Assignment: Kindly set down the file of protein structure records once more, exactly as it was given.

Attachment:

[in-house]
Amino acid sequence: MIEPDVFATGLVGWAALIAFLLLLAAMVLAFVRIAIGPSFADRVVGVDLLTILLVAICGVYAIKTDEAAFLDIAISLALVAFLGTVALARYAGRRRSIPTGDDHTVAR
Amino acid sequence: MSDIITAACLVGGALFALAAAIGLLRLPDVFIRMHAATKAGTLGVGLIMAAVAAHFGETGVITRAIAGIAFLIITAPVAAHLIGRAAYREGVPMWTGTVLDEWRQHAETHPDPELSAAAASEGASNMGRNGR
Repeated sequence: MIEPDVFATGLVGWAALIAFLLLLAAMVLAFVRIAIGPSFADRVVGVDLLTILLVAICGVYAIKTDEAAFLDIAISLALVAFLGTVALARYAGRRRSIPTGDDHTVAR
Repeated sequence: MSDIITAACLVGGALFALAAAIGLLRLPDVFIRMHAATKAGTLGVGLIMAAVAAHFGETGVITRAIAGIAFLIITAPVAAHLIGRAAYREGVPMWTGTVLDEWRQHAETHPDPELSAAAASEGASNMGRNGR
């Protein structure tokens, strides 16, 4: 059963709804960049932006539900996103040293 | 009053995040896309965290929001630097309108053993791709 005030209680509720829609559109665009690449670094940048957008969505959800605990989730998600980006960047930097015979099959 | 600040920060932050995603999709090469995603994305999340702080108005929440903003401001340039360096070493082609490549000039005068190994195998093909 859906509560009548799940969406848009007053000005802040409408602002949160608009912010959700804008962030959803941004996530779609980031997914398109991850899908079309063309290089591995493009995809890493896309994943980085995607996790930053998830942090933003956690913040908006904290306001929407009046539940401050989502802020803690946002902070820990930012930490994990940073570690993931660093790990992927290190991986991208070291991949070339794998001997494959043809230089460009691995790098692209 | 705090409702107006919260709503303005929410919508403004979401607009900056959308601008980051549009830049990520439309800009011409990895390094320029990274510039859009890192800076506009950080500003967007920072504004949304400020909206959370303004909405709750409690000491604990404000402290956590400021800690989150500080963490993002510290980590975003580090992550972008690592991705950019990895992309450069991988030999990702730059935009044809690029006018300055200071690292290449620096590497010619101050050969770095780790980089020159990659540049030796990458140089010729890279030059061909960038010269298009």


[in-house]
Amino acid sequence: MIEPDVFATGLVGWAALIAFLLLLAAMVLAFVRIAIGPSFADRVVGVDLLTILLVAICGVYAIKTDEAAFLDIAISLALVAFLGTVALARYAGRRRSIPTGDDHTVAR
Amino acid sequence: MSDIITAACLVGGALFALAAAIGLLRLPDVFIRMHAATKAGTLGVGLIMAAVAAHFGETGVITRAIAGIAFLIITAPVAAHLIGRAAYREGVPMWTGTVLDEWRQHAETHPDPELSAAAASEGASNMGRNGR
Repeated sequence: MIEPDVFATGLVGWAALIAFLLLLAAMVLAFVRIAIGPSFADRVVGVDLLTILLVAICGVYAIKTDEAAFLDIAISLALVAFLGTVALARYAGRRRSIPTGDDHTVAR
Repeated sequence: MSDIITAACLVGGALFALAAAIGLLRLPDVFIRMHAATKAGTLGVGLIMAAVAAHFGETGVITRAIAGIAFLIITAPVAAHLIGRAAYREGVPMWTGTVLDEWRQHAETHPDPELSAAAASEGASNMGRNGR
């Protein structure tokens, strides 16, 4: 059963709804960049932006539900996103040293 | 009053995040896309965290929001630097309108053993791709 005030209680509720829609559109665009690449670094940048957008969505959800605990989730998600980006960047930097015979099959 | 600040920060932050995603999709090469995603994305999340702080108005929440903003401001340039360096070493082609490549000039005068190994195998093909 859906509560009548799940969406848009007053000005802040409408602002949160608009912010959700804008962030959803941004996530779609980031997914398109991850899908079309063309290089591995493009995809890493896309994943980085995607996790930053998830942090933003956690913040908006904290306001929407009046539940401050989502802020803690946002902070820990930012930490994990940073570690993931660093790990992927290190991986991208070291991949070339794998001997494959043809230089460009691995790098692209 | 705090409702107006919260709503303005929410919508403004979401607009900056959308601008980051549009830049990520439309800009011409990895390094320029990274510039859009890192800076506009950080500003967007920072504004949304400020909206959370303004909405709750409690000491604990404000402290956590400021800690989150500080963490993002510290980590975003580090992550972008690592991705950019990895992309450069991988030999990702730059935009044809690029006018300055200071690292290449620096590497010619101050050969770095780790980089020159990659540049030796990458140089010729890279030059061909960038010269298009």